She noted that witnesses were not subject to an oath or perjury during interviews. "We should be careful about drawing a conclusion based on this preliminary stage," Moran said.
“That's not to question the integrity of the attorney general's investigation. I think they did everything that should be done in the context of a workplace investigation," Moran said. "But it's not the same as civil or criminal litigation.”
James' report said investigators did not reach a conclusion about whether the governor's conduct amounted to a crime.
"We understand that certain criminal authorities, including the Albany Police Department, have been alerted to the most egregious allegations of physical touching, including the groping of Executive Assistant #1," the report says in a footnote. "While concluding that the governor engaged in unlawful sexual harassment, we do not reach in this report a conclusion as to whether the conduct amounts to or should be the subject of criminal prosecution."
Ongoing investigations, multiple jurisdictions
Steven Smith, a spokesman for the Albany Police Department, said the governor's counsel informed local police about the incident in March – a step officials were obligated to take under state policy. Smith said, however, that the matter is not under investigation because police have not received a complaint.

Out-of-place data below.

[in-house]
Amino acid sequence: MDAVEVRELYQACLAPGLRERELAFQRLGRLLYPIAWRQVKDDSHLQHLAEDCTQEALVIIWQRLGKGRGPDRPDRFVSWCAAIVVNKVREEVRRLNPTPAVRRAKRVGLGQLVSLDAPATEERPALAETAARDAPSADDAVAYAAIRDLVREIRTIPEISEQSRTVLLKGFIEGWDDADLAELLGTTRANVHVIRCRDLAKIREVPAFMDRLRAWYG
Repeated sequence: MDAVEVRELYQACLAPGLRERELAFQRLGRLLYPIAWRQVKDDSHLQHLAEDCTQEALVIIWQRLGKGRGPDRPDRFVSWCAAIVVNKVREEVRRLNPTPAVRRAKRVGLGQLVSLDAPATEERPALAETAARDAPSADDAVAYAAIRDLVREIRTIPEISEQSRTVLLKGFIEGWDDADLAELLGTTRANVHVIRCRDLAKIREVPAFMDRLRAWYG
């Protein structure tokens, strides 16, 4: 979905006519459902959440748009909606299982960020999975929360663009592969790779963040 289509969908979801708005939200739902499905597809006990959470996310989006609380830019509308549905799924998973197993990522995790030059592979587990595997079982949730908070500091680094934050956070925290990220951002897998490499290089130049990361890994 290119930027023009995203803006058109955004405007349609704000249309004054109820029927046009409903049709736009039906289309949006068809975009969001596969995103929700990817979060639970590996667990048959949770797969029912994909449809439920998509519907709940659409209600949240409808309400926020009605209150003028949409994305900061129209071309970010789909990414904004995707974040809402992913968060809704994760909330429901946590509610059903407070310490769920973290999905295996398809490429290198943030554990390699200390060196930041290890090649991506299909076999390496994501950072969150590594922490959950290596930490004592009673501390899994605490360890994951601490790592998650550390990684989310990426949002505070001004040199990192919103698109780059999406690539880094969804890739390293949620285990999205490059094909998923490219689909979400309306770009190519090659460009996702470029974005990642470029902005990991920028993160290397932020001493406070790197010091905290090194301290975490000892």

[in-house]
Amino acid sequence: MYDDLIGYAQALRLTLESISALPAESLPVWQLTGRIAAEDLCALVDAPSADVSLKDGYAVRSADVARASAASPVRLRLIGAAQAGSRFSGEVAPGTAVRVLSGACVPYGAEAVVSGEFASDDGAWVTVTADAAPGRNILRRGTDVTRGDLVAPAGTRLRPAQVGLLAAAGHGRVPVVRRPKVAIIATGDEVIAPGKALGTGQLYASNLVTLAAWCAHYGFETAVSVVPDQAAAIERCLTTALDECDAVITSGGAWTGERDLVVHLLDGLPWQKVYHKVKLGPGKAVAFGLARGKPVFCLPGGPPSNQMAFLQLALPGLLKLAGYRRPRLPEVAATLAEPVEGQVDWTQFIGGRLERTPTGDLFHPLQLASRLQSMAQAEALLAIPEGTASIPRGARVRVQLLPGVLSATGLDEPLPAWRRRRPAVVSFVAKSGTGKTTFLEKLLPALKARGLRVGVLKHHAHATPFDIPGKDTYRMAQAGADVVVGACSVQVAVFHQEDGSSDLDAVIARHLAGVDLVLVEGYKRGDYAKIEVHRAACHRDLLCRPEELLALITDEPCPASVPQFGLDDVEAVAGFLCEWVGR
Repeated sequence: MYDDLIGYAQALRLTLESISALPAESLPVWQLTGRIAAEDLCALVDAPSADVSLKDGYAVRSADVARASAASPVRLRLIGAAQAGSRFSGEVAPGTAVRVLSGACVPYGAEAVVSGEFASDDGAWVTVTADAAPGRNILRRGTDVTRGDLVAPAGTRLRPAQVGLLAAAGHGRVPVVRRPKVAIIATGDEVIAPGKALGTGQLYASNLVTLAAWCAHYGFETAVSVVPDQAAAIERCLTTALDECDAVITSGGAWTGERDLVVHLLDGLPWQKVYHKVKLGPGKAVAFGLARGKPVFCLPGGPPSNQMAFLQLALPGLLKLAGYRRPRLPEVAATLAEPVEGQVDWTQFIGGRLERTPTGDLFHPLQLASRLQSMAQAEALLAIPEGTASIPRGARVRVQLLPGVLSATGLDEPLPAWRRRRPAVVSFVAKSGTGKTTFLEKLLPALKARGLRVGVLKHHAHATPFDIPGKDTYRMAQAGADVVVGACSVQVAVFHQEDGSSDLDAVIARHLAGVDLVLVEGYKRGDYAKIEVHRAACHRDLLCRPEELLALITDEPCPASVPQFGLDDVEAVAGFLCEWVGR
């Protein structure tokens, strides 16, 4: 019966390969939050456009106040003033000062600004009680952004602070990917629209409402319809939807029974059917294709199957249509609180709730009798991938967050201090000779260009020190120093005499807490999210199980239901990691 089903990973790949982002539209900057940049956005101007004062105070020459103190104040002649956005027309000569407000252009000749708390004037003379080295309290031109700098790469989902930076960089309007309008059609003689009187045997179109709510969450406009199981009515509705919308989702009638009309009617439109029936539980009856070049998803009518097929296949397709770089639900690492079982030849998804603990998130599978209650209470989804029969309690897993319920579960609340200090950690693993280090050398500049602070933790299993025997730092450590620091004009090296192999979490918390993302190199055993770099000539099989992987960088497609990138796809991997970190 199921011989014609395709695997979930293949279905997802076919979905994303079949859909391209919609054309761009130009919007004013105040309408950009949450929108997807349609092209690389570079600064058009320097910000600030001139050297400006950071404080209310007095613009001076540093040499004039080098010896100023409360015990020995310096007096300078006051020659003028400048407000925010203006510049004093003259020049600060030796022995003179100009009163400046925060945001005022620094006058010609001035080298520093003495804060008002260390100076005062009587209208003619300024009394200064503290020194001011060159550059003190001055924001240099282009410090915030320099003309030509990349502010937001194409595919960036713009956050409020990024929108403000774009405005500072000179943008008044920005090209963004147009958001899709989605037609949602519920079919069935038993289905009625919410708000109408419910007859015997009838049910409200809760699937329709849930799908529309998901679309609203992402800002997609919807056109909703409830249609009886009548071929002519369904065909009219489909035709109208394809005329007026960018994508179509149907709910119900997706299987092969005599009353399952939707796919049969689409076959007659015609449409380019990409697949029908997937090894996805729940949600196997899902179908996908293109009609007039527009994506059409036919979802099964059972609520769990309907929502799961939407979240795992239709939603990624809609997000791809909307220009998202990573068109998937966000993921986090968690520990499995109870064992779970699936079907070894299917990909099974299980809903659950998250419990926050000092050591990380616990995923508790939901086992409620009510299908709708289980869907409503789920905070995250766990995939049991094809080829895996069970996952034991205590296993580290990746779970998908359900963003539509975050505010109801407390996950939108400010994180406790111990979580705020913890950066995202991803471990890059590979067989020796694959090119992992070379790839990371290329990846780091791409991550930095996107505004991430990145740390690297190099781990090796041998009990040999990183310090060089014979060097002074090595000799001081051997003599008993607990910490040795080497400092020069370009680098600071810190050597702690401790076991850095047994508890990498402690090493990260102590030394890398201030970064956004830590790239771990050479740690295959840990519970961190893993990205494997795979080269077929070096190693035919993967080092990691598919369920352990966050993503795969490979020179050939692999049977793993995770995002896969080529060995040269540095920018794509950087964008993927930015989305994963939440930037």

"We had a conversation with the victim's attorney to offer up anything that they needed," he said. "At this time we have no complaint, and the Albany police is not investigating."
But soon after James' report was released, Albany County District Attorney David Soares said he would request the attorney general's investigative materials as part of an "ongoing criminal investigation." Soares encouraged "any victim" to contact his office with information.
“As this matter is developing and we are reviewing the document released by the Attorney General today, we will refrain from any additional public comment at this time regarding the status of the ongoing criminal investigation by our office,” Soares said in a statement posted on Twitter.
The district attorneys in Nassau and Westchester counties said they also would seek access to the attorney general's investigative files.
"As some of the Governor's conduct described in the report occurred in Westchester County, we have formally requested investigative materials obtained by the AG's Office. As this is an ongoing investigation, we will not comment further at this time," Westchester District Attorney Mimi Rocah said in a statement Wednesday.
Laura Palumbo, communications director at the National Sexual Violence Resource Center, said some people are misinformed when they think of sexual assault as only rape. "There's many, many forms of violations other than rape. And each of them is very serious," she said.
Sexual harassment allegations are not "any less serious than sexual assault, because these harmful behaviors are all on a spectrum and they contribute to one another," Palumbo said.
Contributing: Matt Spillane, of the Rockland/Westchester Journal News, and Joseph Spector
This article originally appeared on USA TODAY: Will Andrew Cuomo face charges over sexual harassment claims?